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Last week, Stitch and I rode the elevator with a very frazzled pregnant mama. She asked how old Stitch was. After I replied she said her babe needed to cook a little longer. Since I had that opening, I asked when she was due.
“Three weeks,” she replied. “I still have so much left to do. We haven’t even started decorating her room.”
Feeling overwhelmed with empathy, I replied, “Oh, she doesn’t need her room decorated right away. She’ll probably be in your room for a little while anyways.”
Then she started listing the other things she needed to get done before the baby arrived, and I could feel the panic rising. “It’s just so much work,” she sighed.
So, I said, “Look, let me give you the skinny: you don’t really need any of that before the baby is born and comes home. I know you want to have those things ready, and if you can get them done, bonus! But all of the things you just listed can wait if they need to. So, if you need to let any of that go, do it, and release the guilt at the same time. All you really need set up before the baby comes is a place for babe to sleep in your room, a car seat, some onesies, swaddle or receiving blankets, and diapers. That’s it.”
As we walked off the elevator, she took a deep breath and released a sincere, “Thank you.” I wished her an uneventful delivery, and we walked in opposite directions.
Our Own Preparations
But, it got me thinking and remembering that preparation for Stitch. We resisted buying anything for her, especially early on, because of our previous loss. That resistance is actually fairly common in the pregnancy after loss community. At 20 weeks, we were given some money to purchase things for the baby. I didn’t want to risk spending it elsewhere, so we ordered her big, highly-researched items: the Chicco Keyfit 30 Infant Car Seat, Arm’s Reach co-sleeper, and Baby Jogger City Select stroller.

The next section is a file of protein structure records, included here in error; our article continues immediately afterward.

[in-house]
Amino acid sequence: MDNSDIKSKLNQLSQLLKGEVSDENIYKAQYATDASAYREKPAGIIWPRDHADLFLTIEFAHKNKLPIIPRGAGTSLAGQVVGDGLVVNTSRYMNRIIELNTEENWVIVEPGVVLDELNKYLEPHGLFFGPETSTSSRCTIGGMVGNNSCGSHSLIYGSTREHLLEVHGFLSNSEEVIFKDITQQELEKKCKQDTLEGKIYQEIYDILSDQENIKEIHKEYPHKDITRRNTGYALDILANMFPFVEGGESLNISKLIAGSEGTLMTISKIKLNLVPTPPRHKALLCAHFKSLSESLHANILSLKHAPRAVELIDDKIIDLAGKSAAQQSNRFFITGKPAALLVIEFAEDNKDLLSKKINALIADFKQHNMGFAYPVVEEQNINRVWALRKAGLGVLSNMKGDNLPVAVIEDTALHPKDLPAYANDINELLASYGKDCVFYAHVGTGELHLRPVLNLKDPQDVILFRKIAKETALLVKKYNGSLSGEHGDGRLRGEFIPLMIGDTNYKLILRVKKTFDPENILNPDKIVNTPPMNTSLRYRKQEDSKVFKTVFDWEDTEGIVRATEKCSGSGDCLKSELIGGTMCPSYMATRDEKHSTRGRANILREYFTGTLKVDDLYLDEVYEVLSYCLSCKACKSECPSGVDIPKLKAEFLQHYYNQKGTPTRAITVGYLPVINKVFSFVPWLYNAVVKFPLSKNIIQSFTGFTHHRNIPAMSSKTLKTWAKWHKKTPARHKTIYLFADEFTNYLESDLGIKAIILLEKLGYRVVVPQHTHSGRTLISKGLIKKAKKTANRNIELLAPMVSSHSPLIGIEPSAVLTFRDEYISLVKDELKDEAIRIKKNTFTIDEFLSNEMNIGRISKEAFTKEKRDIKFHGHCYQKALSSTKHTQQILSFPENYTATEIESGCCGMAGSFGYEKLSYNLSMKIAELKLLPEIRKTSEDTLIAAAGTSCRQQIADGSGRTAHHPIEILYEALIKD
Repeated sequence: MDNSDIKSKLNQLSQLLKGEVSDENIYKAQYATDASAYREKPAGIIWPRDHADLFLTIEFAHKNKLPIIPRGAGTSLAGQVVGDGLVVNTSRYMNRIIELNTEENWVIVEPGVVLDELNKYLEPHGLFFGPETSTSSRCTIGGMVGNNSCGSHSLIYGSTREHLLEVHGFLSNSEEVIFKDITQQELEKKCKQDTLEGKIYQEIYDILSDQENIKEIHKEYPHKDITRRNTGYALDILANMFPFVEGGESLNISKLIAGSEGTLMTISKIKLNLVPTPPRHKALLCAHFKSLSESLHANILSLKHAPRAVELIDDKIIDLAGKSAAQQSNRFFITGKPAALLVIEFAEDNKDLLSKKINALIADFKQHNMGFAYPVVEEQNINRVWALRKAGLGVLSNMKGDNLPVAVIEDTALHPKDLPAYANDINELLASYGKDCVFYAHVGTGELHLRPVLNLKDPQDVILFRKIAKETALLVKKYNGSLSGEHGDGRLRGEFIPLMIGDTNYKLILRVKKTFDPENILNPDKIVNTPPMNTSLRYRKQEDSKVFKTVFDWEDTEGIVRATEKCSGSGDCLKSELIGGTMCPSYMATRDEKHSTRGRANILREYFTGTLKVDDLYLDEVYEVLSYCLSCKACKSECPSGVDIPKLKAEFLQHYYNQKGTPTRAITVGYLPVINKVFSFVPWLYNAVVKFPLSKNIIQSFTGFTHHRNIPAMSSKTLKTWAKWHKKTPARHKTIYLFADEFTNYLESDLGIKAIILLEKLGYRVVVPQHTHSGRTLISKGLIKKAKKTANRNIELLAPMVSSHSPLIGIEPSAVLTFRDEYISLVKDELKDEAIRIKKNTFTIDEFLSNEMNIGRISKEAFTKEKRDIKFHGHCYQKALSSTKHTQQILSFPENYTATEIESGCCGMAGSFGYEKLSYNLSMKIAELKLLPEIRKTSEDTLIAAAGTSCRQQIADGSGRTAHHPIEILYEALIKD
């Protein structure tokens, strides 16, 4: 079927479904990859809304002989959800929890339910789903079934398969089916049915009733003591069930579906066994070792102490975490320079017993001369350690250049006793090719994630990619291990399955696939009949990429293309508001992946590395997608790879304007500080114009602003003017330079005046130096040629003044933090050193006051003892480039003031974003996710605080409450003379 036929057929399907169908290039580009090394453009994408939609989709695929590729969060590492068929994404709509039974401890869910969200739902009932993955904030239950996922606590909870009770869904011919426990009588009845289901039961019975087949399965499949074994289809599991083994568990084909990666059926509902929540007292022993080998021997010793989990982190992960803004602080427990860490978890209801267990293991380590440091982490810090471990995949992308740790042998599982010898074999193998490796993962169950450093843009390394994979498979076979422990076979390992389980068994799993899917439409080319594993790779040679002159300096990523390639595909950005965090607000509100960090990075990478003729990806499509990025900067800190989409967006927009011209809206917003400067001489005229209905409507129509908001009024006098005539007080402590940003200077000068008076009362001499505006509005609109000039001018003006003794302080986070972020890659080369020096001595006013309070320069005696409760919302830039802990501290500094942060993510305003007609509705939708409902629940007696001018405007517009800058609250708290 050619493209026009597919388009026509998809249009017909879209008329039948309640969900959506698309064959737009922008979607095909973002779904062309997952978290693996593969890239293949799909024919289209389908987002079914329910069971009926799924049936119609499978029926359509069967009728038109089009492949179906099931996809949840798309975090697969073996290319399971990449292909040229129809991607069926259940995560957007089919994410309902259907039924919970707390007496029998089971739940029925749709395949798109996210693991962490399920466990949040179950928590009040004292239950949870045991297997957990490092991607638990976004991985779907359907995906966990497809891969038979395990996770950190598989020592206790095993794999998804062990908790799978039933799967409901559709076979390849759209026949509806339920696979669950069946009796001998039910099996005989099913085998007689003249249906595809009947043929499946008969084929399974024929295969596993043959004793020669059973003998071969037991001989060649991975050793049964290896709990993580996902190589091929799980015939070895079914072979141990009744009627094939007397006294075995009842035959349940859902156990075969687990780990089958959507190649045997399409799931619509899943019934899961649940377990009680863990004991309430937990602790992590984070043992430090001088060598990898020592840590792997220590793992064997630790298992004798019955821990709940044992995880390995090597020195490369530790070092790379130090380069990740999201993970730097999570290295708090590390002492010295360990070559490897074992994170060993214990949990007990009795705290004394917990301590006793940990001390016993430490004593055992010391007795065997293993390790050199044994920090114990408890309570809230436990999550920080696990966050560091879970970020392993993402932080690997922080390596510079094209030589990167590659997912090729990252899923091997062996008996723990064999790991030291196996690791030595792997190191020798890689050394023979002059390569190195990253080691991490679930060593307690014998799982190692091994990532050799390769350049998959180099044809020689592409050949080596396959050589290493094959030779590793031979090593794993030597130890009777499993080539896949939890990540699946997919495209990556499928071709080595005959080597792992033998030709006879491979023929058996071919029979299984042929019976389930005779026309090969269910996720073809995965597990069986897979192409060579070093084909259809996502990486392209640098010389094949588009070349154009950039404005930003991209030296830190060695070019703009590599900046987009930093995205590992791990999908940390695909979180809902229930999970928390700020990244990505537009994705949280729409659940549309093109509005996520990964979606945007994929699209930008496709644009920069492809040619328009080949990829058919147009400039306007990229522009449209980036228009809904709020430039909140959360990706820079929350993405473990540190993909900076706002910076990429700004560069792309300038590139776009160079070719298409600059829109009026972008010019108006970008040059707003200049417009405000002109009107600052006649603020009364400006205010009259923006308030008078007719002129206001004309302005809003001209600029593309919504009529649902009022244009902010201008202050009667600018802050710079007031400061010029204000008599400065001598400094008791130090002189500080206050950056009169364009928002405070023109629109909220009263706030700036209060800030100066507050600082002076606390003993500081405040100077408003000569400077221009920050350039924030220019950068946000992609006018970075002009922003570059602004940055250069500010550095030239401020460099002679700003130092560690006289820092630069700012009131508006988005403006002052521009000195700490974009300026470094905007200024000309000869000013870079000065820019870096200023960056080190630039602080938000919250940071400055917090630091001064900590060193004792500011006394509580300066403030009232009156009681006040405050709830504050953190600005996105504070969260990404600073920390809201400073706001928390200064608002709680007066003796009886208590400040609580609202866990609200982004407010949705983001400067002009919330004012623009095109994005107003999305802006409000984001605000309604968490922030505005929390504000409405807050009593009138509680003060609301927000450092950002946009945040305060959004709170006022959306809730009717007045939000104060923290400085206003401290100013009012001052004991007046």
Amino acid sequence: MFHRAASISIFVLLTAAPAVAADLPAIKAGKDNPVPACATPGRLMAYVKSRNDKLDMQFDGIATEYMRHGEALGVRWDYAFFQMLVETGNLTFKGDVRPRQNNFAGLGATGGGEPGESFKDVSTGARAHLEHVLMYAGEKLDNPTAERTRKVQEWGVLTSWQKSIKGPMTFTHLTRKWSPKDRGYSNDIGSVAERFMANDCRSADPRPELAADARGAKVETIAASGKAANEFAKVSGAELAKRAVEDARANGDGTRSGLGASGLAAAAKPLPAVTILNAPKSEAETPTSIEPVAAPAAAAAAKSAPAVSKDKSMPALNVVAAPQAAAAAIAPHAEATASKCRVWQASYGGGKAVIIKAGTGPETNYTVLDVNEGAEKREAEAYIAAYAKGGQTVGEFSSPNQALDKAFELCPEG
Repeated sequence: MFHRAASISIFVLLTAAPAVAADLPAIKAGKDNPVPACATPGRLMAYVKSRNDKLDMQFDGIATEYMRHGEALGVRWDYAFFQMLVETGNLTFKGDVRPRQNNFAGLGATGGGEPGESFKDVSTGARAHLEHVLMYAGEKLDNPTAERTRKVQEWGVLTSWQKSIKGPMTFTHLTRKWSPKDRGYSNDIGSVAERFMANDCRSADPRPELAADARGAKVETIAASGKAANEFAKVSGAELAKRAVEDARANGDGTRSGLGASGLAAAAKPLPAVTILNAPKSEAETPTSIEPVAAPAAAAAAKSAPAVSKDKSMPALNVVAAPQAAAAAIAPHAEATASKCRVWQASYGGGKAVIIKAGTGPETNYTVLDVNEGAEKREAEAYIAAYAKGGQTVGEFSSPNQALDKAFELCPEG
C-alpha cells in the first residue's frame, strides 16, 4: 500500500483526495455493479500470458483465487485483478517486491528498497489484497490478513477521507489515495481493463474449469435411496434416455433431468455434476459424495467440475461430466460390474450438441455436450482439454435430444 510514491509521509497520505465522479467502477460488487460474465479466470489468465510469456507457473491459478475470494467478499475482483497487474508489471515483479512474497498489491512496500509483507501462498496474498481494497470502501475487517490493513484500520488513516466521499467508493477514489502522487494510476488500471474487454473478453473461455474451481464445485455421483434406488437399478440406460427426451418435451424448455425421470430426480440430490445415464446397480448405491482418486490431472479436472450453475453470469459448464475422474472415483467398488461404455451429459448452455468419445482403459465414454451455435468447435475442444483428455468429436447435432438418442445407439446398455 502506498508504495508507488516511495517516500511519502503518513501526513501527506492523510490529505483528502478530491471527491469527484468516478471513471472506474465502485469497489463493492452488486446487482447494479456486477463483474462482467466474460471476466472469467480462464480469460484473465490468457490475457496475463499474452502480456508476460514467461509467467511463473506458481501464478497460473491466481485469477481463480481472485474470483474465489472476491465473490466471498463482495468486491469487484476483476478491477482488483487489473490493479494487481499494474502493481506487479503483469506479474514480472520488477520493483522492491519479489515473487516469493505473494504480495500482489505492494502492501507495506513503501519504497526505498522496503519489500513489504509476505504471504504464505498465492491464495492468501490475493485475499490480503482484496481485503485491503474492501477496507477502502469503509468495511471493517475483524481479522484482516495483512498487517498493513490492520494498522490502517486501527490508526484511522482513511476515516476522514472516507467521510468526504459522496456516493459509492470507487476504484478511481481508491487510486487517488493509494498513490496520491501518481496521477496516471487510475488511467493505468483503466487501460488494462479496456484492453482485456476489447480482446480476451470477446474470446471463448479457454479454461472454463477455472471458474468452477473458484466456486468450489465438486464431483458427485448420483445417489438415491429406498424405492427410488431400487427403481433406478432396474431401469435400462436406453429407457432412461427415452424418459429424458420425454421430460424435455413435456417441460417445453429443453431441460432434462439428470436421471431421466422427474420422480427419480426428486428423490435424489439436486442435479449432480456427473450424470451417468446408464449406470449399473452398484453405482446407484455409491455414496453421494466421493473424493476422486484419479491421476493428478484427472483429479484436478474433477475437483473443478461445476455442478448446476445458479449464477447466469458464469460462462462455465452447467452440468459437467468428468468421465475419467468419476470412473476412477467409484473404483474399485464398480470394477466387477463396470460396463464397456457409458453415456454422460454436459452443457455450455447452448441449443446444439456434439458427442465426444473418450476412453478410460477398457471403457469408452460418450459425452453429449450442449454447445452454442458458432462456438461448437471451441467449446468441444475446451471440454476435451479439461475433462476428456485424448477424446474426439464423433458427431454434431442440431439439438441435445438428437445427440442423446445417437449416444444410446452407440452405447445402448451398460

As soon as they arrived, my husband took the boxes to the attic so I didn’t have the daily reminder that we’d bought those items. While it caused stress, it also gave me some relief because I knew the big things we needed were in the house. It also encouraged just a wee bit of nesting, though not much. We literally set up the co-sleeper and installed the car seat the weekend before she was born.
Once the big items were purchased, everything else was bonus. I had hoped to have a whole list of handmade things made for her, but as we got closer to her birth, I lowered my expectations on those. And, instead of making her going home outfit, I ordered a handmade outfit from a shop on Etsy.
What baby needs most in those first days is YOU.
What baby needs most in those first days is YOU. So, breathe, Mama. Get done what you can, and know that everything else will come together as you need it. We put so much pressure on ourselves to have everything perfect and ready for baby. But, as my brother told me when I was pregnant with my first, “Prepare, prepare, prepare. But, know that no matter how much you prepare, you’ll never be fully prepared.”
It’s OK to not have everything done and purchased. And, honestly, even if you think you’ve managed to do so, you’ll still make daily runs to Target the first two weeks. Or the first six months. Or maybe the rest of the baby’s life. And that’s OK too.